In particular the characteristic of the steep drop followed by steep rise and then another steep drop between samples 144 and 174 can be used as distinctive feature of the amplitude curve. This form of curve can be analyzed using a simple shift register circuit whereby the length of the shift register forms a sliding window which restricts the zone under analysis. This window can be restricted in such a way that the shift register is not much bigger than the distance across the down-up-down feature thus eliminating spurious additional features. Thus, in such an arrangement a low peak followed by a high peak is sought for, i.e., the values in the shift register must show this characteristic down-up-down feature. To identify the peaks and troughs local maxima and minima in the amplitude output may be detected. However, due to the effects of noise and the channel, the top portions of the peaks and the bottom portions of the troughs may be distorted. To avoid spurious synchronizations threshold values may also be used to make sure that only very significant peaks and troughs are detected while not being misled by the exact form of the peak or the trough. An example of such upper and lower thresholds THI and TH2 is shown in FIG. 12. The present invention also includes adjusting the threshold values, e.g., TH1 and TH2, especially dynamically adjusting the values. A reason for adjusting the values may be to reach synchronization faster. For example if synchronization is not obtained within a reasonable time, e. g. within a first time, then the threshold values THI and TH2 may be adjusted so that they are further away from the peaks or nearer to the peaks shown in FIG. 12.

Thus, from knowing the expected curve it is possible to determine a rough timing of a specific symbol, e.g., of, IB at sample 160, with some security. The estimate of symbol timing is extracted in the synchronization machine 20. In the case of the preamble of FIG. 2 b, there is still a possibility that certain symbols in normal data traffic may mimic these structures. A similar analysis can be used to extract the same information from the phase diagram either instead of the amplitude detection or in addition thereto. The shape of curve of the phase output in FIG. 5 f, e.g., the 180 jump, can be used by means for identifying this phase signature in the synchronization machine 20 as a marker or signature to confirm that the relevant part of the amplitude diagram of FIG. 5 e does in fact relate to the training sequence being used for autocorrelation. This provides added security that the correct part of the autocorrelation output of unit 16 has been selected. In addition a third criterion can be used, e.g. the distance between the lower and following upper peak of FIG. 12 must be within a certain distance. A comparison between various criteria combinations is given the following table 1.

TABLE 1
Overall Impact of Impact of Impact of
Algorithm Complexity performances noise CFO/CO Channel
Phase jump Low Low High Medium Medium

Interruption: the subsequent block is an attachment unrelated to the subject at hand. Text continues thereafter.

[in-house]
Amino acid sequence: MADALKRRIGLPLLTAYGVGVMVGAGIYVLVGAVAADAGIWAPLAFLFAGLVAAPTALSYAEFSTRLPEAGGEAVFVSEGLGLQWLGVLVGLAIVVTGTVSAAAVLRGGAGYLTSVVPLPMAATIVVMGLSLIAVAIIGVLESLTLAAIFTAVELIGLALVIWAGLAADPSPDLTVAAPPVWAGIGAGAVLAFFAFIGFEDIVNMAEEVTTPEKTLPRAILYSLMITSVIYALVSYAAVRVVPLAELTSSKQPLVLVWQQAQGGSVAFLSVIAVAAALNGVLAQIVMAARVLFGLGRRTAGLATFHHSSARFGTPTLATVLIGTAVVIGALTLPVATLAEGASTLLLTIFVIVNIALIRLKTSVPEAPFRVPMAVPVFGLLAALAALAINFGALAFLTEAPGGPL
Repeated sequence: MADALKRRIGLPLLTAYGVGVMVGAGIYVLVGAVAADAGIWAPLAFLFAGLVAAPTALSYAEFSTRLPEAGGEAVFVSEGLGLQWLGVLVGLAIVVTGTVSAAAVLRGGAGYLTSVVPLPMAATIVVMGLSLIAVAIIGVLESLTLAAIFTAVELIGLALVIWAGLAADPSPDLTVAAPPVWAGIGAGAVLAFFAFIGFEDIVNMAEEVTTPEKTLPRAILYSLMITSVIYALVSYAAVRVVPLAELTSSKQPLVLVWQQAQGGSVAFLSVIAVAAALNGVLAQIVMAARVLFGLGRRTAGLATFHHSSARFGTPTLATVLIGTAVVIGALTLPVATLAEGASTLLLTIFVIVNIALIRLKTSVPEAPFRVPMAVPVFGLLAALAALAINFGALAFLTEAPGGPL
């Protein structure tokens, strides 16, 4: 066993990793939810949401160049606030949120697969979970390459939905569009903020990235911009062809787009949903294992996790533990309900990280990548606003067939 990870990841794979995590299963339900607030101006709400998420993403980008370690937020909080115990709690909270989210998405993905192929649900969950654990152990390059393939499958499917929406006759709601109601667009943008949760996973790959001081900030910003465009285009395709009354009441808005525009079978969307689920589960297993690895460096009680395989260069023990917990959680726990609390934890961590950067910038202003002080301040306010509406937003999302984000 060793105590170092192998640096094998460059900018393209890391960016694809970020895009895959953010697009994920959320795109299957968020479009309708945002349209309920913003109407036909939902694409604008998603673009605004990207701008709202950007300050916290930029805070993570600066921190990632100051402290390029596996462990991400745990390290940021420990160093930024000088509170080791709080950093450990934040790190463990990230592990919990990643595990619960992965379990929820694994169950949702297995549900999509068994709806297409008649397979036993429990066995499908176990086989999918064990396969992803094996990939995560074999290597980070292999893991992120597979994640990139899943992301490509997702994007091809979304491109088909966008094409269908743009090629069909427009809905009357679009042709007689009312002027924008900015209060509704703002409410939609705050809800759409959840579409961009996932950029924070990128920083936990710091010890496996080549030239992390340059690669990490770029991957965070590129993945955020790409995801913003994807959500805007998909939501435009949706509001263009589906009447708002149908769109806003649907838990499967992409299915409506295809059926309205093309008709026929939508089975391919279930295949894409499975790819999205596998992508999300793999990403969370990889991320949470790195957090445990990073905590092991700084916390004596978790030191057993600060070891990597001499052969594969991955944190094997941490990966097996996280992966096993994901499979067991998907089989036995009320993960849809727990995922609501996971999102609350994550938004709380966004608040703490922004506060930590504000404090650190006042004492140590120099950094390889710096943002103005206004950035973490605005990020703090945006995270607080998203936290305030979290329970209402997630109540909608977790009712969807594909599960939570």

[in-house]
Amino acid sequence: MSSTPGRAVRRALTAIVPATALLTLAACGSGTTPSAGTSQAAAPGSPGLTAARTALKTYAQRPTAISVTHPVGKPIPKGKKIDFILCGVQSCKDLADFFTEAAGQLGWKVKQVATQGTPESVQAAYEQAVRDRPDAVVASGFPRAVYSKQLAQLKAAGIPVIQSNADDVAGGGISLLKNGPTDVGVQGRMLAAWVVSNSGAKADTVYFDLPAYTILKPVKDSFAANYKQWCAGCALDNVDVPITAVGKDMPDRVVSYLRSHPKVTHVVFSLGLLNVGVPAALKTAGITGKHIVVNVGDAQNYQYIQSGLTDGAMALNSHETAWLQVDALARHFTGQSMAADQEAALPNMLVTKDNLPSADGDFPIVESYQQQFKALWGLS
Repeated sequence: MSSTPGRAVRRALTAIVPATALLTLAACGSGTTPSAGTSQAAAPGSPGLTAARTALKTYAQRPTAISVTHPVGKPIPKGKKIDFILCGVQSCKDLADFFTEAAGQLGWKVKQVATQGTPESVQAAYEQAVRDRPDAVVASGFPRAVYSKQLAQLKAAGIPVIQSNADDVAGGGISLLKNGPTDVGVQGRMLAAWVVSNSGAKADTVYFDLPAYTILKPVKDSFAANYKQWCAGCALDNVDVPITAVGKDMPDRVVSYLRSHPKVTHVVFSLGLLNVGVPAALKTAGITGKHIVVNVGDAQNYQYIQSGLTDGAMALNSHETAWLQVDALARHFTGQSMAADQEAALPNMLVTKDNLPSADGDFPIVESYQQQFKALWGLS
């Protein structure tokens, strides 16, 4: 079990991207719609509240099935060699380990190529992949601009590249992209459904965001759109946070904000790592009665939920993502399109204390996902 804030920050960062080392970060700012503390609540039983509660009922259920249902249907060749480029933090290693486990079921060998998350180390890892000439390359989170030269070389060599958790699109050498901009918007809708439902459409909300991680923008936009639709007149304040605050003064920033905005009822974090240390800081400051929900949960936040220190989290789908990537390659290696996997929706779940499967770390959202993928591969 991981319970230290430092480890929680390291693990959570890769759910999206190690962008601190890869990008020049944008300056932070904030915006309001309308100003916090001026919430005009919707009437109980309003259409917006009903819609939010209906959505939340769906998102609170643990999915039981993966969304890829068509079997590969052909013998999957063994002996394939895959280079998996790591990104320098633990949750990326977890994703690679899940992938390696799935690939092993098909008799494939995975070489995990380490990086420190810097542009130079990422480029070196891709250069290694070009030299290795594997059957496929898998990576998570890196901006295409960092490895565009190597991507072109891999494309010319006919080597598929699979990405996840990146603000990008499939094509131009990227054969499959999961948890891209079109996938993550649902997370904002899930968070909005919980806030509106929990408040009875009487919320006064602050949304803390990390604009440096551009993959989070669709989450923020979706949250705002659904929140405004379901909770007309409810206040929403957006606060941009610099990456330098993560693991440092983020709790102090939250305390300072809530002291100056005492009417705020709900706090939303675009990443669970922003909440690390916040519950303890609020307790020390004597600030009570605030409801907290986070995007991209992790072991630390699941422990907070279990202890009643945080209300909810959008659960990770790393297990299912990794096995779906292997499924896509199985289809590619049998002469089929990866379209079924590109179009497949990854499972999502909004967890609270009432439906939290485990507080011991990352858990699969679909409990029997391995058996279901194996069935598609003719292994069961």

Amplitude peaks Medium to Medium Medium Low Low
(threshold) High
Amplitude peaks distance
Phase
Amplitude peaks (extrema) High Very good Low Low Low
Amplitude peaks distance
Phase jump

In the first synchronization algorithm only the phase jump in FIG. 5 f is used to determine synchronisation. In the second algorithm, the presence of peaks above and below a certain threshold with the amplitude output of FIGS. 5 a, c, e or g plus a distance between peaks within a tolerance and the phase jump within the phase outputs of FIGS. 5 b, d, f or h are used in combination to improve synchronization. The values of the thresholds may be modified in accordance with a further aspect of the present invention to improve synchronization. In the third case the detection of peaks (i.e., a local maximum or minimum) or relative thresholds is used in conjunction with the peak to peak distance within a tolerance and the phase jump. The relative thresholds may be adapted dynamically to improve synchronization. The performance of the second and third synchronization algorithms are better than using a single criterion such as the phase jump. In addition detection of the presence of plateaus may be used in either the amplitude and/or the phase outputs. In a preferred embodiment of the present invention a combination of conditions is used to determine rough synchronization, e. g. at least two selected from an amplitude peak-maximum and/or minimum, an amplitude peak above and/or below a threshold, an amplitude peak-to-peak distance, the presence of a plateau in the phase or amplitude output and a phase jump, and preferably three of these criteria as indicated in the second and third algorithms in table 1.

Returning to FIG. 3, the output of the frequency offset unit 17 (independent of whether this is a fine or coarse estimate) is used by the frequency offset compensator 18 to correct the samples ready to be used for a subsequent cross-correlation with a known training sequence. Cross-correlation is used to obtain an accurate timing. A cross- correlator unit may be as shown in FIG. 6 in the form of a matched filter. The sampling interval is given by T and Cl are the matched filter coefficients which are the complex conjugates of a known training sequence. The outputs from the filter stages are added in an adder 25. The output of the adder 25 is supplied to the synchronization machine 20.